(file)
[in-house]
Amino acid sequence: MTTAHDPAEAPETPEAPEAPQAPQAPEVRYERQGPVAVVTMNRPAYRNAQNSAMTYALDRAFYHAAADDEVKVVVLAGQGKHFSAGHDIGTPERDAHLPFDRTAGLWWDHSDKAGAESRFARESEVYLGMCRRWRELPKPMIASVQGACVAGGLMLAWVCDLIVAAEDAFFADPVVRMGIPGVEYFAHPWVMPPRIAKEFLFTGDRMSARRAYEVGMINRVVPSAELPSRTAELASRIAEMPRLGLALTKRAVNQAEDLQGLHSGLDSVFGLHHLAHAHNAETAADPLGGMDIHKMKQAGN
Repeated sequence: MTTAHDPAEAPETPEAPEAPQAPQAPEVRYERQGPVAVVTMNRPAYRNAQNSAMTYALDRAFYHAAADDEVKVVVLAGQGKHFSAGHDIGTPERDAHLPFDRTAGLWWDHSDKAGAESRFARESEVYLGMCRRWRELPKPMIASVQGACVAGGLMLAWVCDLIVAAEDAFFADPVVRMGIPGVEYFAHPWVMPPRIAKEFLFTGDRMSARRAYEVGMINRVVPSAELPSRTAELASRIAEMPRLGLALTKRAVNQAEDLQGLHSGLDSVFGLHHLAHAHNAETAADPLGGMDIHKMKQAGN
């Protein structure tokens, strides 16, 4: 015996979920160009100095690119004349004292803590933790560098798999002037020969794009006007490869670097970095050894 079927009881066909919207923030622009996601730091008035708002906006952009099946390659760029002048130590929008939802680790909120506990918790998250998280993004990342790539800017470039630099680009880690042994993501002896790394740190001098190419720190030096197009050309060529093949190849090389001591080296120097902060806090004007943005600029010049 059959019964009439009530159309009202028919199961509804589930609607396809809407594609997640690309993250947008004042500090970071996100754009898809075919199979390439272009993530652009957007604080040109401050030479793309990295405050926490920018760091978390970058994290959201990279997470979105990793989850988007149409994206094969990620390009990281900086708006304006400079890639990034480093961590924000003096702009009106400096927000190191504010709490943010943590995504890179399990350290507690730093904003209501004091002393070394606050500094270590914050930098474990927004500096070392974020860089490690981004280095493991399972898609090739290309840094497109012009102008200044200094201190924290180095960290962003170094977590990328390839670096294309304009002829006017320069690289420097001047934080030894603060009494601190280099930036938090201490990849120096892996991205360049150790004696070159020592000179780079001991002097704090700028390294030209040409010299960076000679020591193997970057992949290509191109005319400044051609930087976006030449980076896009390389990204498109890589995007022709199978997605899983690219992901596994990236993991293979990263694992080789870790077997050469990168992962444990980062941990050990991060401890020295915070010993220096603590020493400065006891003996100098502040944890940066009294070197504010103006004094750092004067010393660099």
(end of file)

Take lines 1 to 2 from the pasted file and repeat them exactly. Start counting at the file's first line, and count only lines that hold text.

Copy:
[in-house]
Amino acid sequence: MTTAHDPAEAPETPEAPEAPQAPQAPEVRYERQGPVAVVTMNRPAYRNAQNSAMTYALDRAFYHAAADDEVKVVVLAGQGKHFSAGHDIGTPERDAHLPFDRTAGLWWDHSDKAGAESRFARESEVYLGMCRRWRELPKPMIASVQGACVAGGLMLAWVCDLIVAAEDAFFADPVVRMGIPGVEYFAHPWVMPPRIAKEFLFTGDRMSARRAYEVGMINRVVPSAELPSRTAELASRIAEMPRLGLALTKRAVNQAEDLQGLHSGLDSVFGLHHLAHAHNAETAADPLGGMDIHKMKQAGN